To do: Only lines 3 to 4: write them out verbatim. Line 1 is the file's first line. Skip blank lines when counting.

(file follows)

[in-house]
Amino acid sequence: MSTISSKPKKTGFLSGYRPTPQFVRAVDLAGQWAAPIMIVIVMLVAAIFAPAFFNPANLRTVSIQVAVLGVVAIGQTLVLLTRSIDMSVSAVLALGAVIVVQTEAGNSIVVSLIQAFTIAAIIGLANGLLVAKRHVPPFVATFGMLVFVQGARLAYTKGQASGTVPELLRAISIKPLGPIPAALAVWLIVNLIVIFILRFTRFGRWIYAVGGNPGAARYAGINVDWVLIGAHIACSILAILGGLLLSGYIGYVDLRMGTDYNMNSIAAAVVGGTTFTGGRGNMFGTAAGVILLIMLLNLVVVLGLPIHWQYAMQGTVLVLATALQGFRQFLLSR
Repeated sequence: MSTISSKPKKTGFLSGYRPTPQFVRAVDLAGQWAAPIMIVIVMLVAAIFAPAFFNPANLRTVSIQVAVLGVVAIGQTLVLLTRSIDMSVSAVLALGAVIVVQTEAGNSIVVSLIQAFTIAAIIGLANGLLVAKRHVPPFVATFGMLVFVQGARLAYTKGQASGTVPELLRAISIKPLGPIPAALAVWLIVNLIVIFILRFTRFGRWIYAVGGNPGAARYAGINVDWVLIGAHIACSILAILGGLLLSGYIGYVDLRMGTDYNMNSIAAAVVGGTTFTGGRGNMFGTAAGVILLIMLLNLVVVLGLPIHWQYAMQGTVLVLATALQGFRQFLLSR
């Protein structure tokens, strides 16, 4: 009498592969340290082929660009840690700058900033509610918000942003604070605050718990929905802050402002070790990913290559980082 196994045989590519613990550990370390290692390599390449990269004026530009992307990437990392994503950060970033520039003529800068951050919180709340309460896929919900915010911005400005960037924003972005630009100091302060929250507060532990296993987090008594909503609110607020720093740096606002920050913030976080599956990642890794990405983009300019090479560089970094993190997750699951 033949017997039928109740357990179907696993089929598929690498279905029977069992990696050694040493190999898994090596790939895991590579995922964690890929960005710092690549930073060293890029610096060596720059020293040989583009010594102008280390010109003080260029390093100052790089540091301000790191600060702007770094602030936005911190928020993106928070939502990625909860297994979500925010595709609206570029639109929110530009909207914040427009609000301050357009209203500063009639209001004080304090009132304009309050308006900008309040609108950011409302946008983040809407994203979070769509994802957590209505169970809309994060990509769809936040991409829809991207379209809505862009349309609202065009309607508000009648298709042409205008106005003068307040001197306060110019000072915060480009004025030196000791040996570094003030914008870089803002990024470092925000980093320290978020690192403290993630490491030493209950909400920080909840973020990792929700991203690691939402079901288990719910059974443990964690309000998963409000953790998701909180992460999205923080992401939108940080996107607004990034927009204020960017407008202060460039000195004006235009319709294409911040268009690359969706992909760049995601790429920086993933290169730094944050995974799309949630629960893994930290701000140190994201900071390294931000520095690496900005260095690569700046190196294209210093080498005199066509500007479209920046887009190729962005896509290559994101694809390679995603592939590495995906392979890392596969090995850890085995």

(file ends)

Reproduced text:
Repeated sequence: MSTISSKPKKTGFLSGYRPTPQFVRAVDLAGQWAAPIMIVIVMLVAAIFAPAFFNPANLRTVSIQVAVLGVVAIGQTLVLLTRSIDMSVSAVLALGAVIVVQTEAGNSIVVSLIQAFTIAAIIGLANGLLVAKRHVPPFVATFGMLVFVQGARLAYTKGQASGTVPELLRAISIKPLGPIPAALAVWLIVNLIVIFILRFTRFGRWIYAVGGNPGAARYAGINVDWVLIGAHIACSILAILGGLLLSGYIGYVDLRMGTDYNMNSIAAAVVGGTTFTGGRGNMFGTAAGVILLIMLLNLVVVLGLPIHWQYAMQGTVLVLATALQGFRQFLLSR
């Protein structure tokens, strides 16, 4: 009498592969340290082929660009840690700058900033509610918000942003604070605050718990929905802050402002070790990913290559980082 196994045989590519613990550990370390290692390599390449990269004026530009992307990437990392994503950060970033520039003529800068951050919180709340309460896929919900915010911005400005960037924003972005630009100091302060929250507060532990296993987090008594909503609110607020720093740096606002920050913030976080599956990642890794990405983009300019090479560089970094993190997750699951 033949017997039928109740357990179907696993089929598929690498279905029977069992990696050694040493190999898994090596790939895991590579995922964690890929960005710092690549930073060293890029610096060596720059020293040989583009010594102008280390010109003080260029390093100052790089540091301000790191600060702007770094602030936005911190928020993106928070939502990625909860297994979500925010595709609206570029639109929110530009909207914040427009609000301050357009209203500063009639209001004080304090009132304009309050308006900008309040609108950011409302946008983040809407994203979070769509994802957590209505169970809309994060990509769809936040991409829809991207379209809505862009349309609202065009309607508000009648298709042409205008106005003068307040001197306060110019000072915060480009004025030196000791040996570094003030914008870089803002990024470092925000980093320290978020690192403290993630490491030493209950909400920080909840973020990792929700991203690691939402079901288990719910059974443990964690309000998963409000953790998701909180992460999205923080992401939108940080996107607004990034927009204020960017407008202060460039000195004006235009319709294409911040268009690359969706992909760049995601790429920086993933290169730094944050995974799309949630629960893994930290701000140190994201900071390294931000520095690496900005260095690569700046190196294209210093080498005199066509500007479209920046887009190729962005896509290559994101694809390679995603592939590495995906392979890392596969090995850890085995």